CBD edibles are very popular despite their higher price points. We decided to grab the top suggested product when we searched “CBD gummies”, which was Elite Hemp Gummies. Buying Elite Hemp Gummies from Amazon - Right off the bat, the awkwardly Photoshopped featured image for this product made us very skeptical. But, at 556 reviews, we gave it a chance and sent it to a third-party lab. As it turns out, each gummy contains just 0.3mg of CBD. That’s a far cry from the advertised 30mg CBD. Elite Hemp Gummies lab test COA - The lab test shows that there’s 0.1mg CBD per gram. Each gummy weighs 3.05 grams, so we multiplied 0.1 by 3.05 to get that result.
#3: Nature Driven -
Another top recommended “CBD oil” product was this tincture by Nature Driven. It has 632 reviews, however, at this point, we should take a positive rating with a grain of salt. Buying Nature Driven from Amazon - Everything about this product listing seemed promising, so we sent a sample to a third-party lab. This particular product came back at 255mg of CBD, which meets their advertised 250mg CBD. While it’s nice to see a product finally test with the amount of CBD they advertise, there is no other record of the Nature Driven hemp brand online. It seems to solely exist on this Amazon listing, so we don’t know anything else about the company. The results show it contains 8.8mg of CBD per gram. This product is 1oz (30ml) and weighs 29 grams, so we multiplied 29 by 8.8 to get that result.
It’s worth mentioning these lab tests were ONLY looking at the cannabinoid profile, the next step would be to test them for heavy metals, pesticides, and other contaminants. Just because a CBD oil product has the amount of CBD in it the label suggests, doesn’t mean it’s not full of other harmful contaminants. Hemp itself is a soil remediator, meaning it can pull harmful toxins out of the soil. This is good if you are trying to clean up your soil, but not if you are making products which will be ingested by humans.
So we can see that while there are some good CBD products on Amazon, there are no checks to ensure each product contains the CBD quantity advertised, thus making it difficult for consumers to choose.
Reputable CBD Companies Don’t Sell on Amazon -
It’s possible that there are people selling good CBD products on Amazon, risking the rules (and themselves) to better mankind by offering the power of CBD oil to everyone through a trusted platform. It’s also possible that people sell alleged “CBD oil” on Amazon because it’s an extremely popular search term with no competition —because it’s not allowed. The only competition is from the other people doing the same sketchy maneuver, so they’re guaranteed to make money if they can successfully evade the watchful eyes of Amazon’s legal team.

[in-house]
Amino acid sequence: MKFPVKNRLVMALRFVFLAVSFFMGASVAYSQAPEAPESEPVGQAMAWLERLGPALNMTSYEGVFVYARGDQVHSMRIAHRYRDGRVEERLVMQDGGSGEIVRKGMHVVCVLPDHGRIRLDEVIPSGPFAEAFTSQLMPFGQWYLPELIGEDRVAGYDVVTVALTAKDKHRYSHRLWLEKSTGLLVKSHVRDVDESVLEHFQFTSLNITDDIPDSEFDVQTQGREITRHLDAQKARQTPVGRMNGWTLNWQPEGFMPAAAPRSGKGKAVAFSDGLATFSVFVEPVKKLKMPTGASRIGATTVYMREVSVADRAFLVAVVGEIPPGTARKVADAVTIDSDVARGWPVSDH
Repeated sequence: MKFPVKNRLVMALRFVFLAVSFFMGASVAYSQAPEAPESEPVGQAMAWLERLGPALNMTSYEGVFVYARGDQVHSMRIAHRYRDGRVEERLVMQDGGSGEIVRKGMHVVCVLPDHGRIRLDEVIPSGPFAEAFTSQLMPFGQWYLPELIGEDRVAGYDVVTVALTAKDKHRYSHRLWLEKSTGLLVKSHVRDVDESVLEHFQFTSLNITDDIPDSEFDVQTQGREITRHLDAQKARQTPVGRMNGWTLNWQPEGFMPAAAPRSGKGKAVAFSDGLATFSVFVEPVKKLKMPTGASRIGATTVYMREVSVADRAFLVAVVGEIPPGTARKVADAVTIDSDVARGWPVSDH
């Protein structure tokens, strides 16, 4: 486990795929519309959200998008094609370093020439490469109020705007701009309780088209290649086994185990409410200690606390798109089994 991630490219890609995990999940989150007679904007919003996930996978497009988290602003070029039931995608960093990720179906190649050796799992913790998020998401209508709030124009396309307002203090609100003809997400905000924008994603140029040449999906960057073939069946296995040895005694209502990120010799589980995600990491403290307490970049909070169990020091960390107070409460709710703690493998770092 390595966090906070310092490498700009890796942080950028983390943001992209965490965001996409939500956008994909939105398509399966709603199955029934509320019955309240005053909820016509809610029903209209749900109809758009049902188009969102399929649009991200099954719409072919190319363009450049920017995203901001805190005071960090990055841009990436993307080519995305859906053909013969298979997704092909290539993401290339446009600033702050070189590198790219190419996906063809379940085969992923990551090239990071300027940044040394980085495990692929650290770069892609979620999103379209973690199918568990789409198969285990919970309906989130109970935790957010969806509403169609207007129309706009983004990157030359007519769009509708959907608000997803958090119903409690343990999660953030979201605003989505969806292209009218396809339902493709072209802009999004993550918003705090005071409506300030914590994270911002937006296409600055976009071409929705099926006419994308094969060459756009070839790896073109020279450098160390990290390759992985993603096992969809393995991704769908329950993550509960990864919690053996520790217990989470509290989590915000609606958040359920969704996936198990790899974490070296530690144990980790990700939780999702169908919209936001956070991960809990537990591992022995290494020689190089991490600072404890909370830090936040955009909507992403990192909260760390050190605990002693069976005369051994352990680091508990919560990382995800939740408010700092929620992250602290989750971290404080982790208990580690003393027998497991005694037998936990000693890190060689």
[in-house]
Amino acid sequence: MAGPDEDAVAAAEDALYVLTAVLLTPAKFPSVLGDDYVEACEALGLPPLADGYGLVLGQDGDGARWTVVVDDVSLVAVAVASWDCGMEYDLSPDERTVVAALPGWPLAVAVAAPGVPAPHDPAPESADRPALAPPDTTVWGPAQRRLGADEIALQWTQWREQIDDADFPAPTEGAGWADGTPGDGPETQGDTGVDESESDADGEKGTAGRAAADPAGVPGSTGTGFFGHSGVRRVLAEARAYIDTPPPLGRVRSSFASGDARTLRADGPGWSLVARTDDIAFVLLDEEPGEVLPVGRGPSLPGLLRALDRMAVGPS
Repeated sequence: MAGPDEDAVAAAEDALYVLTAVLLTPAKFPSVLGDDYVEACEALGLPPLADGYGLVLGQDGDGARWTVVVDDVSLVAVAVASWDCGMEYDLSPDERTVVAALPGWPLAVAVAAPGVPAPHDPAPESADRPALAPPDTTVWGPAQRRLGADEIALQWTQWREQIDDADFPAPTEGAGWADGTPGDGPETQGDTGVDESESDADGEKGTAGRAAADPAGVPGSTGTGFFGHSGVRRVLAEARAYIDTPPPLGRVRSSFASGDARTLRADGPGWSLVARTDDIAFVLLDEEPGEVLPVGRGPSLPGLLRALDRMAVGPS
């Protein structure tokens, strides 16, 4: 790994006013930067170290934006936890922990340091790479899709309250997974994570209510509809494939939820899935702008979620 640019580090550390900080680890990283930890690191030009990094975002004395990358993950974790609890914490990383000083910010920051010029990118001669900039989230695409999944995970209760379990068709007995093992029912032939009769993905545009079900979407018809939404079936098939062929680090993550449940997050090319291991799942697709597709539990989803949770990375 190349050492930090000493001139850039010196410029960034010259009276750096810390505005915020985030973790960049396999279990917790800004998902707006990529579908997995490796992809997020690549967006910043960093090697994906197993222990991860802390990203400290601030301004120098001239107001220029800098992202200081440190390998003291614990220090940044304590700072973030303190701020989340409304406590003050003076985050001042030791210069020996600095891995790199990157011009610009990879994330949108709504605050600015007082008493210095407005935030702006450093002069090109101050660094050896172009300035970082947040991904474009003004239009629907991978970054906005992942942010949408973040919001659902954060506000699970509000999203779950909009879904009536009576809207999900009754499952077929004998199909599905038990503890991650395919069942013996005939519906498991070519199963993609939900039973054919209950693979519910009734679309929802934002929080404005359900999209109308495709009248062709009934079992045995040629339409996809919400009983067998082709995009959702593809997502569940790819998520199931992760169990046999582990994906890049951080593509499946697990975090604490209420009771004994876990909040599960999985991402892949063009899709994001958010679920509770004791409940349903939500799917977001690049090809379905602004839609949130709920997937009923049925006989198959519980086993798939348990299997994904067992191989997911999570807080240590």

Always remember that anybody can sell on Amazon.
What Makes it “Fake” CBD Oil? -
There are two main ways in which CBD oil products on Amazon are found to be fake. The most common is when bottles of hemp seed oil are labeled as “hemp oil” and therefore mistaken by the consumer as containing CBD. Even if a product says something like “100mg” on the front of the label, that doesn’t mean it contains 100mg of CBD. It can mean something else entirely or could be a marketing gimmick.
The second way is when a seller deliberately designs a product label to look like CBD oil but contains no traces of hemp or CBD. In this case, it’s all about a con artist seeing an opportunity to make quick money by taking advantage of Amazon’s popularity and trustworthiness.
They’re also taking advantage of CBD’s growing popularity in the U.S. and Amazon’s ban.
How to Tell if a CBD Product is Fake -
None of the five basic human senses will tip off whether something contains CBD. Unless, of course, you’re a scientist with a microscope. The only way to verify how much CBD is in a product is by sending it to a laboratory to test for cannabinoids.
CBD oil lab test -
Lab tests are essential to the integrity of the CBD industry. Any reputable manufacturer will have a lab test, known as a Certificate of Analysis (COA), readily available upon request or by direct download on their website.
Beware of Bogus Reviews -
A big problem online is fake reviews, and Amazon is no exception. There are many ways for sellers to pay for reviews, so those should always be taken with a grain of salt as well.
Why Fake or Low-Quality CBD Oil is Bad for our Industry -
We decided to write about this topic because it hurts the entire CBD industry when these scams happen. When someone new to CBD oil buys on Amazon and gets a fake product, they’re not going to get the results they’re expecting based on what they’ve heard or read about CBD. It’s unlikely they’ll jump to the conclusion “Maybe this product isn’t real CBD oil.” No, they’re probably going to think CBD oil doesn’t work. And they’re likely to talk poorly about CBD to others. So, one person falling prey to a snake oil salesman on Amazon can potentially discourage hundreds from ever discovering the benefits of CBD.